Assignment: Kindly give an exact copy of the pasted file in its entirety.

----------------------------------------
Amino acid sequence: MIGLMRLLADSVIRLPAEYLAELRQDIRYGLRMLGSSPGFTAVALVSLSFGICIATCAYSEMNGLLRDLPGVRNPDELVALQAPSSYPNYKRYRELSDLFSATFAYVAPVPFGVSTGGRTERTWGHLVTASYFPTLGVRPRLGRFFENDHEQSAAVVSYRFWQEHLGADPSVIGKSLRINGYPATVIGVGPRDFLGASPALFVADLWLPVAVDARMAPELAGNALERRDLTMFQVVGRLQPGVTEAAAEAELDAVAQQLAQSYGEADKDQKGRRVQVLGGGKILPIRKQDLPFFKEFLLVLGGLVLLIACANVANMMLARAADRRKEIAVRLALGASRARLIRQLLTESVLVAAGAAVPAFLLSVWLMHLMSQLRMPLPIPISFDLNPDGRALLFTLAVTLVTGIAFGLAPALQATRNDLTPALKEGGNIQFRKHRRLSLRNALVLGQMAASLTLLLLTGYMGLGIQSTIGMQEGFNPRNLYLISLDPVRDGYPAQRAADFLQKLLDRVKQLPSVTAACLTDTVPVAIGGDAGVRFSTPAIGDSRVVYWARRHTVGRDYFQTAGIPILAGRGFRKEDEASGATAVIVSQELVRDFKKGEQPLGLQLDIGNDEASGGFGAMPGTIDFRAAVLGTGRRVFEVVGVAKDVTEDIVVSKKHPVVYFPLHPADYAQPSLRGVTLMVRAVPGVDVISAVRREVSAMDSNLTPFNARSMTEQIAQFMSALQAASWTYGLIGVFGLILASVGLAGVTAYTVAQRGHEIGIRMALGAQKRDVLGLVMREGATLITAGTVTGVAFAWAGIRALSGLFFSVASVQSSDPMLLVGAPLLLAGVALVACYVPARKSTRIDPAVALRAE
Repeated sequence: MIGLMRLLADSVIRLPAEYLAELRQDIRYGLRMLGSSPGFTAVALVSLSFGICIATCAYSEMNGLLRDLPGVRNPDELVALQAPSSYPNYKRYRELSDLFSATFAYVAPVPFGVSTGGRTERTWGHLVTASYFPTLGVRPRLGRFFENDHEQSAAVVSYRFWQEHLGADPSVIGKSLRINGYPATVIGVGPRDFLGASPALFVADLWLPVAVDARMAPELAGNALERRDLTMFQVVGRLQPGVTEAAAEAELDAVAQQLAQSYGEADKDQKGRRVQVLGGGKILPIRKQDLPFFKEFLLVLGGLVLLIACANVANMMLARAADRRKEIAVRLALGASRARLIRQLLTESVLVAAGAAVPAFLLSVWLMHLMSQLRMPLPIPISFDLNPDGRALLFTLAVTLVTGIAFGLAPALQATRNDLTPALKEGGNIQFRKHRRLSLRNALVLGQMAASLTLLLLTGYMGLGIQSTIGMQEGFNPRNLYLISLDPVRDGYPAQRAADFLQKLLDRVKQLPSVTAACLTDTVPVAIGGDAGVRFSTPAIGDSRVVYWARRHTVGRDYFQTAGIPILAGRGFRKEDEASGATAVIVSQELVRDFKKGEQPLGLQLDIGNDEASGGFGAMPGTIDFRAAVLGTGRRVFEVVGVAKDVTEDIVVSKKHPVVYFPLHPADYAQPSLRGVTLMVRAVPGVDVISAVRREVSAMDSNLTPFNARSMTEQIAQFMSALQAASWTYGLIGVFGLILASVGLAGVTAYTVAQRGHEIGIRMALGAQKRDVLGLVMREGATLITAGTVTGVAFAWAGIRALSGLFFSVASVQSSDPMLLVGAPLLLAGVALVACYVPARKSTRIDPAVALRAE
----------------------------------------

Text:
Amino acid sequence: MIGLMRLLADSVIRLPAEYLAELRQDIRYGLRMLGSSPGFTAVALVSLSFGICIATCAYSEMNGLLRDLPGVRNPDELVALQAPSSYPNYKRYRELSDLFSATFAYVAPVPFGVSTGGRTERTWGHLVTASYFPTLGVRPRLGRFFENDHEQSAAVVSYRFWQEHLGADPSVIGKSLRINGYPATVIGVGPRDFLGASPALFVADLWLPVAVDARMAPELAGNALERRDLTMFQVVGRLQPGVTEAAAEAELDAVAQQLAQSYGEADKDQKGRRVQVLGGGKILPIRKQDLPFFKEFLLVLGGLVLLIACANVANMMLARAADRRKEIAVRLALGASRARLIRQLLTESVLVAAGAAVPAFLLSVWLMHLMSQLRMPLPIPISFDLNPDGRALLFTLAVTLVTGIAFGLAPALQATRNDLTPALKEGGNIQFRKHRRLSLRNALVLGQMAASLTLLLLTGYMGLGIQSTIGMQEGFNPRNLYLISLDPVRDGYPAQRAADFLQKLLDRVKQLPSVTAACLTDTVPVAIGGDAGVRFSTPAIGDSRVVYWARRHTVGRDYFQTAGIPILAGRGFRKEDEASGATAVIVSQELVRDFKKGEQPLGLQLDIGNDEASGGFGAMPGTIDFRAAVLGTGRRVFEVVGVAKDVTEDIVVSKKHPVVYFPLHPADYAQPSLRGVTLMVRAVPGVDVISAVRREVSAMDSNLTPFNARSMTEQIAQFMSALQAASWTYGLIGVFGLILASVGLAGVTAYTVAQRGHEIGIRMALGAQKRDVLGLVMREGATLITAGTVTGVAFAWAGIRALSGLFFSVASVQSSDPMLLVGAPLLLAGVALVACYVPARKSTRIDPAVALRAE
Repeated sequence: MIGLMRLLADSVIRLPAEYLAELRQDIRYGLRMLGSSPGFTAVALVSLSFGICIATCAYSEMNGLLRDLPGVRNPDELVALQAPSSYPNYKRYRELSDLFSATFAYVAPVPFGVSTGGRTERTWGHLVTASYFPTLGVRPRLGRFFENDHEQSAAVVSYRFWQEHLGADPSVIGKSLRINGYPATVIGVGPRDFLGASPALFVADLWLPVAVDARMAPELAGNALERRDLTMFQVVGRLQPGVTEAAAEAELDAVAQQLAQSYGEADKDQKGRRVQVLGGGKILPIRKQDLPFFKEFLLVLGGLVLLIACANVANMMLARAADRRKEIAVRLALGASRARLIRQLLTESVLVAAGAAVPAFLLSVWLMHLMSQLRMPLPIPISFDLNPDGRALLFTLAVTLVTGIAFGLAPALQATRNDLTPALKEGGNIQFRKHRRLSLRNALVLGQMAASLTLLLLTGYMGLGIQSTIGMQEGFNPRNLYLISLDPVRDGYPAQRAADFLQKLLDRVKQLPSVTAACLTDTVPVAIGGDAGVRFSTPAIGDSRVVYWARRHTVGRDYFQTAGIPILAGRGFRKEDEASGATAVIVSQELVRDFKKGEQPLGLQLDIGNDEASGGFGAMPGTIDFRAAVLGTGRRVFEVVGVAKDVTEDIVVSKKHPVVYFPLHPADYAQPSLRGVTLMVRAVPGVDVISAVRREVSAMDSNLTPFNARSMTEQIAQFMSALQAASWTYGLIGVFGLILASVGLAGVTAYTVAQRGHEIGIRMALGAQKRDVLGLVMREGATLITAGTVTGVAFAWAGIRALSGLFFSVASVQSSDPMLLVGAPLLLAGVALVACYVPARKSTRIDPAVALRAE